Color blindness occurs when problems with the color-sensing pigments in the eye cause a difficulty or an inability to distinguish colors.

The majority of people who are colorblind can’t distinguish between red and green. Distinguishing yellows and blues may also be problematic, although this form of color blindness is less common.

The condition ranges from mild to severe. If you’re completely colorblind, which is a condition known as achromatopsia, you see only in gray or black and white. However, this condition is very rare.

Most people with color blindness see the following colors in color charts rather than the reds, greens, and teals that others see:

  • yellow
  • gray
  • beige
  • blue

Color blindness is more common in men. Women are more likely to carry the defective chromosome responsible for passing on color blindness, but men are more likely to inherit the condition.

According to the American Optometric Association, around 8 percent of white males are born with a color vision deficiency in comparison to 0.5 percent of females of all ethnicities.

A 2014 study on color blindness in Southern California preschoolers found that color vision deficiency is most prevalent in non-Hispanic white children and least prevalent in Black children.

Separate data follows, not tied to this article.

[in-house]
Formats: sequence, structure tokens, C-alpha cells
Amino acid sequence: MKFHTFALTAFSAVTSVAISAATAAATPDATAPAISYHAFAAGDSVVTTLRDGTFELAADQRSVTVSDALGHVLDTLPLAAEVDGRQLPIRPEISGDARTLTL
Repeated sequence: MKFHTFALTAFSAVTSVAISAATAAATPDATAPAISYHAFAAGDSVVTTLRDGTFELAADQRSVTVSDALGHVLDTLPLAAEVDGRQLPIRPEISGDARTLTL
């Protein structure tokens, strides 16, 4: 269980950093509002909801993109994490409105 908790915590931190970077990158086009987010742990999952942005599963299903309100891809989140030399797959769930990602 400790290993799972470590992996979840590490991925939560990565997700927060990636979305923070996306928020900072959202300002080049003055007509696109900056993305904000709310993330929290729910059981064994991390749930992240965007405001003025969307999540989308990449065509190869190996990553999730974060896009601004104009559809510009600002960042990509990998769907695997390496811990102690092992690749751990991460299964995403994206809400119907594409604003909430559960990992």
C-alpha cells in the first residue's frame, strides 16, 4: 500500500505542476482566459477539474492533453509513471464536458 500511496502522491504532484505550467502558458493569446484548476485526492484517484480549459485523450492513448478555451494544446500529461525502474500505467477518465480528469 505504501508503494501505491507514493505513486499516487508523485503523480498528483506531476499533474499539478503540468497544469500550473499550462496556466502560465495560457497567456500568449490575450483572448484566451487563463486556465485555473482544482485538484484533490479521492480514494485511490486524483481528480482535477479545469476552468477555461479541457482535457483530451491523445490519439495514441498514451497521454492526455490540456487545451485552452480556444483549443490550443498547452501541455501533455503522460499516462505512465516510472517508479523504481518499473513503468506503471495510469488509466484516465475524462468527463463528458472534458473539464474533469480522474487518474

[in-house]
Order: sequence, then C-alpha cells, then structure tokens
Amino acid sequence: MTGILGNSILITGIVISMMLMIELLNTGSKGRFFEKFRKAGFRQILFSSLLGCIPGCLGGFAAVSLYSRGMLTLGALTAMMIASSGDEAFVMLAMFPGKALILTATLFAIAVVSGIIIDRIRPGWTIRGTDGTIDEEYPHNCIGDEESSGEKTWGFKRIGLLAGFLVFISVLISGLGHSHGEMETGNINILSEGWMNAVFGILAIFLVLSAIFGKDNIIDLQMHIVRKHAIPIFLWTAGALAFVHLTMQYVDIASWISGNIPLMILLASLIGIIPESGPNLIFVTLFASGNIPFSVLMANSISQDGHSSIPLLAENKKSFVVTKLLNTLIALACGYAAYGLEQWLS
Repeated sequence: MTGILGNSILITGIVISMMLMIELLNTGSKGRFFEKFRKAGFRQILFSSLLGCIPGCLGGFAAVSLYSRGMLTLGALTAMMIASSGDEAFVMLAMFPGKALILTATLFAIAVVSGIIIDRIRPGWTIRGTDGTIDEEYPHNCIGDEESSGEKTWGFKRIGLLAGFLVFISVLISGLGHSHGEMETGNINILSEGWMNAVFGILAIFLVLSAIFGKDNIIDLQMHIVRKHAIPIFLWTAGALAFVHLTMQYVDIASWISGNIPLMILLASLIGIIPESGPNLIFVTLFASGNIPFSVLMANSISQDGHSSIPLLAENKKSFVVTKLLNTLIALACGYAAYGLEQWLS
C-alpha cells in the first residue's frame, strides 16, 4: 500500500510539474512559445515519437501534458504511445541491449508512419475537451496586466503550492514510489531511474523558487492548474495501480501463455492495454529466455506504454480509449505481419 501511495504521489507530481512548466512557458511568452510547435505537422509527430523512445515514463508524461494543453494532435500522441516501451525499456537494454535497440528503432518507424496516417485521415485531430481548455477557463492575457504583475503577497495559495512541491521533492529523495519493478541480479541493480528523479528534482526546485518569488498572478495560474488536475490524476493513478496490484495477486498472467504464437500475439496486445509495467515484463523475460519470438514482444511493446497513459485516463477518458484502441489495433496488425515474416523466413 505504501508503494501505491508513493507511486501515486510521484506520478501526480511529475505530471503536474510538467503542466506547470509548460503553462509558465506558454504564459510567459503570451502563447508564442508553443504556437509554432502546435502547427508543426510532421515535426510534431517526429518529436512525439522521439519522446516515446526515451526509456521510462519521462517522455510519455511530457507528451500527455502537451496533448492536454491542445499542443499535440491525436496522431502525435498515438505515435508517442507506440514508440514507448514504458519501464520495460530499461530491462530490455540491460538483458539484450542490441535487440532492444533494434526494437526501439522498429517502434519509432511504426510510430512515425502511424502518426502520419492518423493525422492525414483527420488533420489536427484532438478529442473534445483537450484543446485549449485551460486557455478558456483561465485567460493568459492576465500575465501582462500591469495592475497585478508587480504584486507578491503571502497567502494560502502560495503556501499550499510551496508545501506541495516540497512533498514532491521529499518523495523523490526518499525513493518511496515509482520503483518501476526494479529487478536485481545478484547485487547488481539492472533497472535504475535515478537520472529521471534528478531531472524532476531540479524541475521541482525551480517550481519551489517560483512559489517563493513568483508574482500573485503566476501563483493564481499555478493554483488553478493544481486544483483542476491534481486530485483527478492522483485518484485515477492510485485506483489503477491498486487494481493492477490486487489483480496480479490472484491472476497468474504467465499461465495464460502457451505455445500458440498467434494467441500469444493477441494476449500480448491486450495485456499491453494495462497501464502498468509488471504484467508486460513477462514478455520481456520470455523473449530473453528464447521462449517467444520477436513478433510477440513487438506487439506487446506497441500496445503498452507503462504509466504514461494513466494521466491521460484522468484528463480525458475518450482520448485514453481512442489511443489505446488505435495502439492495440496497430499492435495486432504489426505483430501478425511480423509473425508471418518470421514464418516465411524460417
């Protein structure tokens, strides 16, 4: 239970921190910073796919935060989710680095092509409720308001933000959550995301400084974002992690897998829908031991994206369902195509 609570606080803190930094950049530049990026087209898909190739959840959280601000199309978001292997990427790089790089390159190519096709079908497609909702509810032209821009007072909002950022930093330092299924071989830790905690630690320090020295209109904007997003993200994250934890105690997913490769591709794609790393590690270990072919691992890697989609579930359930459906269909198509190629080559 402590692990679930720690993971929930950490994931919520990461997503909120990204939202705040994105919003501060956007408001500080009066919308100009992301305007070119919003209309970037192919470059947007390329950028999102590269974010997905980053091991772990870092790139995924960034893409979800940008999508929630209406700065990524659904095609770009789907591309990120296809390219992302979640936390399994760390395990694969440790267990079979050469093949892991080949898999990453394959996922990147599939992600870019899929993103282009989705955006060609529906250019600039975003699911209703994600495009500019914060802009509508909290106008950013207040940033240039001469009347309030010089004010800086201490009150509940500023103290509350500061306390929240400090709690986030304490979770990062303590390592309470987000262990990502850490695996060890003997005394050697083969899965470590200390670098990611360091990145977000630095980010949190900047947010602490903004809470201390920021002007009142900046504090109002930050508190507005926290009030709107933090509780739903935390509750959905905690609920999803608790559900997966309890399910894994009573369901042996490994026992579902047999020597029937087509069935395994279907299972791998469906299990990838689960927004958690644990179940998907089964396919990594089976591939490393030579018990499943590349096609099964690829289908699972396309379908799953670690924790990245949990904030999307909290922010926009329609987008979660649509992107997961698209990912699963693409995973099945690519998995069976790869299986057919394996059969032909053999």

Achromatopsia affects 1 in 30,000 people worldwide. Of these, up to 10 percent perceive no color at all.

The most common symptom of color blindness is a change in your vision. For example, it may be difficult to distinguish between the red and green of a traffic light. Colors may seem less bright than before. Different shades of a color may all look the same.

Color blindness is often apparent at a young age when children are learning their colors. In some people, the problem goes undetected because they’ve learned to associate specific colors with certain objects.

For example, they know that grass is green, so they call the color they see green. If symptoms are very mild, a person may not realize that they don’t see certain colors.

You should consult your doctor if you suspect you or your child is colorblind. They’ll be able to confirm the diagnosis and rule out other more serious health issues.

There are three main types of color blindness.